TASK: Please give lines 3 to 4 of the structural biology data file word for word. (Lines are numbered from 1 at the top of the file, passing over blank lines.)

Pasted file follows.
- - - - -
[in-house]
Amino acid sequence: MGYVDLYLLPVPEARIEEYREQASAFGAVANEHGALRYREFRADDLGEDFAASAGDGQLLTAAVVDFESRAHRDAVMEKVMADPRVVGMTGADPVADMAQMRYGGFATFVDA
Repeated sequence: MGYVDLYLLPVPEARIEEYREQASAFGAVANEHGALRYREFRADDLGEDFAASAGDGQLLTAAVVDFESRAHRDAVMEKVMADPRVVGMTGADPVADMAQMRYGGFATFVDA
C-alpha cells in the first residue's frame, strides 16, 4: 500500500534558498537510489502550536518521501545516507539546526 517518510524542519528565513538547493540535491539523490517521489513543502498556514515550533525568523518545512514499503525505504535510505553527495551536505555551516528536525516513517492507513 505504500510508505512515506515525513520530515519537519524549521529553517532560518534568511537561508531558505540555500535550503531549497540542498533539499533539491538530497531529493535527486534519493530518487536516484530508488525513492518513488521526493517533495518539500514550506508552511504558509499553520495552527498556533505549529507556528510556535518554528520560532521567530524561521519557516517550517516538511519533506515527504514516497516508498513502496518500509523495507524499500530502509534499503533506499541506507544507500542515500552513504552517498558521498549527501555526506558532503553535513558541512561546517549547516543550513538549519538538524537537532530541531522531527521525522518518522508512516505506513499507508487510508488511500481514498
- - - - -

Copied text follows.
Repeated sequence: MGYVDLYLLPVPEARIEEYREQASAFGAVANEHGALRYREFRADDLGEDFAASAGDGQLLTAAVVDFESRAHRDAVMEKVMADPRVVGMTGADPVADMAQMRYGGFATFVDA
C-alpha cells in the first residue's frame, strides 16, 4: 500500500534558498537510489502550536518521501545516507539546526 517518510524542519528565513538547493540535491539523490517521489513543502498556514515550533525568523518545512514499503525505504535510505553527495551536505555551516528536525516513517492507513 505504500510508505512515506515525513520530515519537519524549521529553517532560518534568511537561508531558505540555500535550503531549497540542498533539499533539491538530497531529493535527486534519493530518487536516484530508488525513492518513488521526493517533495518539500514550506508552511504558509499553520495552527498556533505549529507556528510556535518554528520560532521567530524561521519557516517550517516538511519533506515527504514516497516508498513502496518500509523495507524499500530502509534499503533506499541506507544507500542515500552513504552517498558521498549527501555526506558532503553535513558541512561546517549547516543550513538549519538538524537537532530541531522531527521525522518518522508512516505506513499507508487510508488511500481514498